It’s hard to avoid the clichéd statement—and every pundit has been saying it over and over again—this was truly an historic election. Not only was President Barack Obama re-elected, but a number of very progressive candidates, such as Elizabeth Warren, seized seats in Congress as well. It seems clear: the values of the American public are changing.
When it comes to people who are struggling or unable to pay off their student loans, Warren’s win is significant for several reasons. First, Warren is not a fan of student lenders. She was also behind the creation of the Consumer Financial Protection Bureau, which is now working in earnest on issues relating to the student lending crisis. Moreover, Warren once said, “Student loan debt collectors have power that would make mobsters envious.” While Warren is a freshman senator, she is joining several colleagues who are genuinely concerned about Americans who are struggling or unable to pay off their student loans. If she, along with Senators Brown (D-OH), Harkin (D-IA), and others, can garner bipartisan support for legislation that will bring relief of some sort to distressed or defaulted borrowers, the indentured educated class might just see actual results in the coming years.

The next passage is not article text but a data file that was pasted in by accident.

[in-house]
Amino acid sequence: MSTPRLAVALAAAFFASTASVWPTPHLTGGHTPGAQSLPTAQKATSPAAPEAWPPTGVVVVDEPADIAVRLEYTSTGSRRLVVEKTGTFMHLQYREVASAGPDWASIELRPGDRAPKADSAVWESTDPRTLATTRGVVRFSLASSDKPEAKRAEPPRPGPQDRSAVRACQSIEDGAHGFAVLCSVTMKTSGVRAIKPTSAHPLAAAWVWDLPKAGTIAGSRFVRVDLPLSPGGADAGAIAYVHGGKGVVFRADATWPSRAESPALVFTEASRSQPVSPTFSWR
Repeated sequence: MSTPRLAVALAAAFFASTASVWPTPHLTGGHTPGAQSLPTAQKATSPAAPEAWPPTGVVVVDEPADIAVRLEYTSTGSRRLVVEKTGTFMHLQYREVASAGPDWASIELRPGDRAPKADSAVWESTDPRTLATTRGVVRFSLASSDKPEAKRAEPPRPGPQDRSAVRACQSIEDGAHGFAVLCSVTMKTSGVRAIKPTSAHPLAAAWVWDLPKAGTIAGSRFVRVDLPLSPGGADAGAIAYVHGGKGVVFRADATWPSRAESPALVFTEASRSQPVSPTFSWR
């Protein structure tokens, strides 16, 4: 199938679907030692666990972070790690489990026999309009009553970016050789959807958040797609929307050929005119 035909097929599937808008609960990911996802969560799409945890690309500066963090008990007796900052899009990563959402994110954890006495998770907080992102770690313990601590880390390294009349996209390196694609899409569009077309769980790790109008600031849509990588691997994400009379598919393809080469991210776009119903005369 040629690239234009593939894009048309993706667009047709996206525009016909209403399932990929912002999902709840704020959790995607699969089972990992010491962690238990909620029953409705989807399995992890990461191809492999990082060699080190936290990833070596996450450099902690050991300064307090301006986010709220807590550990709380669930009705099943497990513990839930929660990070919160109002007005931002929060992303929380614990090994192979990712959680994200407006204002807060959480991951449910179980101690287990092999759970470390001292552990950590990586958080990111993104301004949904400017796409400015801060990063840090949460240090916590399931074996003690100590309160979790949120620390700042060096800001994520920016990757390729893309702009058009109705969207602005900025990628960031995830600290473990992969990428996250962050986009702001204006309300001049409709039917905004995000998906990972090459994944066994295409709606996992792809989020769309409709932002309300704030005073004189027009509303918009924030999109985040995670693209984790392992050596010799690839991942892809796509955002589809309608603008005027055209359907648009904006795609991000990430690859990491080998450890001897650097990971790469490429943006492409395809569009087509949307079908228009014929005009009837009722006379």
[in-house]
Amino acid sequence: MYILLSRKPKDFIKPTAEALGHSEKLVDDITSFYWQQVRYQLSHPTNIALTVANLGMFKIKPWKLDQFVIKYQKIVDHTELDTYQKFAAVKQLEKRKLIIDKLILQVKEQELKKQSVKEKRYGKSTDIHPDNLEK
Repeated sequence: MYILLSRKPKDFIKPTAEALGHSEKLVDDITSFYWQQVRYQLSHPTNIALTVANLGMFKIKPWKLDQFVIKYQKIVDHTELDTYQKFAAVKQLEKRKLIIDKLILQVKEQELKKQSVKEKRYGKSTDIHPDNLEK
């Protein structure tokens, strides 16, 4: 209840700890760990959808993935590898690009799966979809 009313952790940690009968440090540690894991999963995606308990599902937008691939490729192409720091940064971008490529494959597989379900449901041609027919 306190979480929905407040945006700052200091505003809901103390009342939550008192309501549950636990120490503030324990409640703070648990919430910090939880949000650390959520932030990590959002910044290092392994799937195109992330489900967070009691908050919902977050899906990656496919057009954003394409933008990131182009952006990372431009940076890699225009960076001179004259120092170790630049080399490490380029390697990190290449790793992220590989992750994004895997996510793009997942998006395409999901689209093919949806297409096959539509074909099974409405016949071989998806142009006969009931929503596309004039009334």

As many of my readers are aware, I have been advocating for the indentured educated class for close to three years. When I first began making visits to the Hill and meeting with Congressional leaders and their staffers, all of them agreed that the U.S. was facing a student lending crisis. However, they would not state this fact publicly. Now that outstanding student loan debt has surpassed $1 trillion, the tune has changed and there is open and public acknowledgment of the problem. While many experts, such as Sandy Baum, are arguing that this figure is not troubling, I beg to differ. I also wonder if Dr. Baum receives suicidal notes from desperate borrowers or if she has listened to the hundreds and hundreds of stories, like I have, from Americans across the country, across the globe for that matter, who are drowning in student loan debt and forgoing things once related to the American dream. Many of these debtors have given up on the idea of buying a home, having children (those notes, the ones from young woman who wish to become